I, along with my officials, am in regular contact with farm bodies, various national banks and the Banking Federation concerning credit and indebtedness matter relating to farmers. I am acutely aware due to recent weather events that some farmers may be having short-term difficulties in managing their borrowings and in my recent engagements with the banks I requested that they take a flexible approach towards extending credit to their farmer customers arising from the weather related difficulties. The banks have responded to my call for understanding and flexibility and indeed have issued advertisements in national media telling farmers that they are willing to provide short-term facilities to deal with the feed issues.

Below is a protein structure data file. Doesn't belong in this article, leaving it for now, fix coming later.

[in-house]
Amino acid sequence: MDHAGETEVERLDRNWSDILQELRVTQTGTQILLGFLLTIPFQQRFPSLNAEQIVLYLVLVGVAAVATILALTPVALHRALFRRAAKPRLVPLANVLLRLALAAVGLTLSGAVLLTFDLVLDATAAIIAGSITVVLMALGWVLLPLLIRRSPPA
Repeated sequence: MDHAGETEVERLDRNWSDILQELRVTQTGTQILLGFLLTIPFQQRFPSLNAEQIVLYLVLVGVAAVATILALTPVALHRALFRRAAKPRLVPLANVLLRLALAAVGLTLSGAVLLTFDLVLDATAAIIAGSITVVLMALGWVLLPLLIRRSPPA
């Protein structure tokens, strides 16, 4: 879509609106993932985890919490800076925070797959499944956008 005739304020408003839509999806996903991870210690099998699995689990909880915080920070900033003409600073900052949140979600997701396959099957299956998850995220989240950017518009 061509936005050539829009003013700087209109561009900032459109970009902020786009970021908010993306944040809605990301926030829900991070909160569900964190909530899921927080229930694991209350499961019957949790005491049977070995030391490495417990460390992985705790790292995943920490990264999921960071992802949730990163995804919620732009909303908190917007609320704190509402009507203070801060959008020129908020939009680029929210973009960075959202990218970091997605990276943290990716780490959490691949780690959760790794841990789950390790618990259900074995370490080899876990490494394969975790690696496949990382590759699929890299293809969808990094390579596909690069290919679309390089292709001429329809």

In terms of the medium term trends of indebtedness in agriculture, Central Bank data indicates that the total stock of farm borrowing has been largely stable since the end of 2011, having fallen by €1 billion from its peak of €5.2 billion in early 2009 to its current level of approximately €4.2 billion. While this recent reduction and subsequent stabilisation of indebtedness is positive, I feel it is also important to highlight that financial indebtedness can also be alleviated by improved productivity, enhanced skills and higher prices. In that context, the implementation of Food Harvest 2020 has a major role to play in improving overall competitiveness at farm and industry level as well in maximising the potential contribution of this indigenous sector to economic recovery.
I will continue to meet with relevant parties, including the Irish Banking Federation, on a regular basis to impress upon the lenders the importance of being proactive and flexible with the farming sector in addressing credit-related matters, including levels of indebtedness.